I am often asked, as a diver, if I'm afraid I will be bitten by a shark. I often respond by saying that what's more frightening is when I dive in the ocean and don't see sharks. As apex predators in the ocean, sharks should rule the waters. Instead, sharks are being killed from overfishing, ignorance, and environmental pollution. Their food supply is also being overfished. Fewer small fish in the sea mean fewer sharks. Sharks are in danger. And, humans and sharks are intimately connected. A healthy ocean has healthy sharks. 

In Ocean Wonders, you'll learn a lot about why shark conservation is essential to a healthy ocean. And, a healthy ocean means a healthy planet. So, you'll also be learning why you want to thank a shark for making our world a better place. 

One of the great things about the new building is that there are breathtaking views of sharks everywhere you turn. But, make sure to take time to play (yes, I mean play!) with the hands-on educational exhibits. Here, you move from observing sharks to really learning about them. The educational material is fantastic & really fun. You'll learn about shark pregnancies, about how to tag and monitor sharks just like shark scientists, about how you can do your part to help ensure a healthy ocean. 

Why Sharks?

The goal of Ocean Wonders: Sharks is to help you discover, connect, & inspire you to be a part of shark conservation. Too many people think sharks are terrifying (in large part thanks to the legacy of the movie Jaws). I can't wait to see what you think about all of these sharks. This new exhibit will allow you to get up close to them, almost as close as we get to them as divers. I think you'll also be surprised by the range of sharks, from small horn sharks to bamboo sharks to the big sand tiger and sandbar sharks. This is an opportunity to see sharks in a new way. I hope you'll look at them and your jaw will drop because they're so amazing from the way they glide through the water to the way they use their senses to detect what's in the water with them. They're smart. They're powerful. They're majestic. They're awe-inspiring. And they're essential to the survival of the planet.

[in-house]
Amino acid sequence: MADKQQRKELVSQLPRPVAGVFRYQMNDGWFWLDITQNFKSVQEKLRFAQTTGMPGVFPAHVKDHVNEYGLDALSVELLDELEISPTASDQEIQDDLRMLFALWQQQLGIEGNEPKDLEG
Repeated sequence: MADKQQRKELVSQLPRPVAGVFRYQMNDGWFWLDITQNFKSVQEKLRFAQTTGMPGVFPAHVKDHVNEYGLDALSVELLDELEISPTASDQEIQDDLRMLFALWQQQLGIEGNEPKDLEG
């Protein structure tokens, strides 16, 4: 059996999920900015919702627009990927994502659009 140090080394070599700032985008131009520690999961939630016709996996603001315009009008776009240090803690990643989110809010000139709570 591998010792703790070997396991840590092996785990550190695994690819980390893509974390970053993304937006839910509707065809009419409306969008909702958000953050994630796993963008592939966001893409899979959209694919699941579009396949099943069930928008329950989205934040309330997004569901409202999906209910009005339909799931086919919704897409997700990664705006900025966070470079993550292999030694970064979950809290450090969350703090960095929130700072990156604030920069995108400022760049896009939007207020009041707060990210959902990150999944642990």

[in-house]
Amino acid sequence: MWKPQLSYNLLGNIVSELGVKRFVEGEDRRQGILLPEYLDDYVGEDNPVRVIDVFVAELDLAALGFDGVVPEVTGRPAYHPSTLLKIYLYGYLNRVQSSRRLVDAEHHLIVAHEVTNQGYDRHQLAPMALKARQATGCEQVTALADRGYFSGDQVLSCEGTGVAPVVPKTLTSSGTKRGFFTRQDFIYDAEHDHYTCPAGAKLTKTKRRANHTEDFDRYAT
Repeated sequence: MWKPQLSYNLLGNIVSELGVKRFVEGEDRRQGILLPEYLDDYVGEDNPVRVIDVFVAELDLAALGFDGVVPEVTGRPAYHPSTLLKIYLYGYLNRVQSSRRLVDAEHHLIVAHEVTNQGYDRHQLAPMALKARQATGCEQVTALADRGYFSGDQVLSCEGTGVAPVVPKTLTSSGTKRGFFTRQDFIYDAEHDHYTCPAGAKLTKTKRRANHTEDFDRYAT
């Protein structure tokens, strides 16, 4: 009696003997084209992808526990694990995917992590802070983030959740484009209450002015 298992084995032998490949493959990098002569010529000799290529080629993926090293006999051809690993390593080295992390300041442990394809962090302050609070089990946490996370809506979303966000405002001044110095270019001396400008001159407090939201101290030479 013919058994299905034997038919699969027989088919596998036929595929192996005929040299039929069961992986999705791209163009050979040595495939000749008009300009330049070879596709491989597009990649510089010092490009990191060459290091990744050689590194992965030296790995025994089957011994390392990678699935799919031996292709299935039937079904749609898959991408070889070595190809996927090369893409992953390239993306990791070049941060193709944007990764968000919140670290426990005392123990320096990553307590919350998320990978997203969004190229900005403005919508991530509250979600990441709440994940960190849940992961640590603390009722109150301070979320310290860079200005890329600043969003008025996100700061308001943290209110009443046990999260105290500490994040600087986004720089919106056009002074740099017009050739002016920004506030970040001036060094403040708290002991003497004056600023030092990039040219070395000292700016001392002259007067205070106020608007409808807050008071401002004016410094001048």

I've written about sharks, and the New York Aquarium before, so have a look back at why we need sharks!

I know you're going to love it. So... without further ado, here is a look at the new building and its many views of sharks! (Photography Note: These are all iPhone photos, so they are not my usual quality. That said, Ocean Wonders: Sharks is very dark to simulate depth. I didn't want to use a flash to disturb the sharks, so my iPhone was the best option. I promise it will look even more STUNNING in person!). And, it's not *really* a diver's eye view. But, Ocean Wonders brings you so close to the animals and gives you such stunning views, it's almost a diver's eye view. ;-)

Liz's Sharktastic Tour of Ocean Wonders! (But it's just a taste to get you excited. Come visit!)

And yes, I've already been in Canyon's Edge (and the Coral Tunnel and the Shipwreck exhibit). Here's a quick look at the Dive Safety Officer and me observing the sharks and making sure the windows are spiffy.